Unix” concept as well. Useful, but geeky. Inthis book, we’ll stick to Unix and Linux.)Each chapter covers several topics, each ofwhich is presented in its own section. Eachsection begins with a brief overview of thetopic, often including examples or descriptions of how or when you’d use a command.Next, you’ll find a step-by-step list (or acouple of them) to show you how to complete a process. Note that the code youtype appears as the numbered step, and adescription follows it, like this:1. The code you type will appear like this,in a blocky font.An explanation will appear like this, ina regular font. Here, we often describewhat you’re typing, give alternatives,or provide cross-references to relatedinformation.If a line of code in a numbered step isparticularly long, the code might wrap to asecond line. Just type the characters shown,without pressing e until the end of thecommand. Also, in code listings throughoutthe book, a single line of code onscreenmight wrap to two lines in the book. If thishappens, the continued line will start with anarrow, so it might look like this:The beginning of the code starts here, but it continues on this line.Sometimes you’ll have to press a specialkey or key combination—like c C, whichmeans to hold down the c key andpress C. We’ll use this special keyboardfont for these keys, but not for letters ornumbers or symbols you might type.Finally, most sections end with a couple ofhandy tips. Look here for ways to combineUnix and Linux commands, suggestionsfor using commands more efficiently, andideas for finding out more information.xIntroductionWho Are You?We assume that you’ve picked up thisbook because you already have a need foror an interest in learning to use Unix or anyUnix-like operating system, such as Linux,OpenIndiana, OS X, BSD, HP-UX, AIX,Solaris, or others.Reasons and places to use Unix or Linuxabound. Have an Android phone? Linuxinside. How about a Kindle Fire tablet?Linux inside. Neighbors experimenting witha Raspberry Pi device? Yup, Linux. Yourhome Wi-Fi router probably contains Linux,as does your digital cable box. Unix andLinux are everywhere (even if they’re hidden sometimes).Many techie tasks are easier if you havesome knowledge of Unix or Linux. Forexample, if you’re installing Minecraftmods, knowing how your shell promptworks makes the process smoother. Ifyou.or someone you know, that is.arerooting or flashing an Android device,knowing Linux can help there, too. And youget SuperGeek points for being able towatch movies and know that the villain isusing Unix when writing that fatally flawedprogram to conquer the world.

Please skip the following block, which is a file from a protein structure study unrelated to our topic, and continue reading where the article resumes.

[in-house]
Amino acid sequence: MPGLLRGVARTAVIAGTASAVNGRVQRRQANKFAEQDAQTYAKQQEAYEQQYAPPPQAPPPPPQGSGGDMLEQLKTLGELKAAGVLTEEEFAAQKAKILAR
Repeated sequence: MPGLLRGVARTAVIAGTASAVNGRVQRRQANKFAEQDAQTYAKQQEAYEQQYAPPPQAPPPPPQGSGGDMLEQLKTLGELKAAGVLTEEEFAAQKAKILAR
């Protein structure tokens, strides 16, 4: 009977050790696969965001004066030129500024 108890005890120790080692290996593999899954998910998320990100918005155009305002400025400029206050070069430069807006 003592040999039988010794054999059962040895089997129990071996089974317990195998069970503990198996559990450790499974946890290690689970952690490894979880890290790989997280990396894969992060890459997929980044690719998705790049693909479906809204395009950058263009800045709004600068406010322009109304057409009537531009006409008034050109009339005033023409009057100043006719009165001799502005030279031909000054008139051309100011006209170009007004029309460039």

We assume thatnnnnYou want to know how to use Unixor Linux to do things at work, school,or home.You may or may not already have experience with Unix or Linux.You don’t necessarily have other geeky—er, techie—computer skills or experience.You want to learn to use Unix or Linuxbut probably do not want to delve intoall the arcane details about the system.In short, we assume you want to use Unix orLinux to achieve your computing goals. Youwant to know what you can do, get an ideaof the potential that a command offers, andlearn how to work smart. Very smart.You can do all these things using thisbook. Basically, all you need is access toan account or system and a goal (or goals)that you want to achieve.What Do You NeedComputer-Wise?You can learn or experiment with Unix usingvirtually any computer you might haveavailable. If you’re using a Mac with OS X,you’re all set; it’s all Unix under the hood. Ifyou have an extra computer sitting around,even something as old as a Pentium III, youcan install several different flavors of Unixor Linux, including Solaris, OpenIndiana,Ubuntu, Red Hat, or SuSE. Certainly youcan install Unix or Linux on an extra harddrive (or empty space on your current harddrive) on your regular desktop computer,and generally without affecting your existingWindows configuration.Alternatively, you can dabble in Unix lessinvasively by using an account on a systemat work or through an Internet serviceprovider. If you have a reasonably newcomputer and are concerned about notmessing up what you have, though, theeasiest options are tonnnUse Cygwin to run Unix as part of yourWindows environmentUse VirtualBox or a similar programto run Unix in a “virtual machine”as an application in your WindowsenvironmentUse a bootable Unix (Linux will be theeasiest) CD to experiment on withouthaving to install anything at all on yourcomputer (and save files to a flash driveas needed)What Do You Need toKnow to Get Started?As you get started learning Unix or Linux,keep in mind the following Unix and Linuxconventions for typing commands:nThe terminology and commands aretypically arcane, cryptic, and funnylooking. For example, the commandto list files or directories is just ls—short and cryptic. (The command ls isalso short for list, as in “list the files.”Many commands have these logicalderivations.) We’ll walk you through thecommands one step at a time so thatyou know how to read them and applythem to your own uses. Just follow thesteps in the order provided.Introductionxi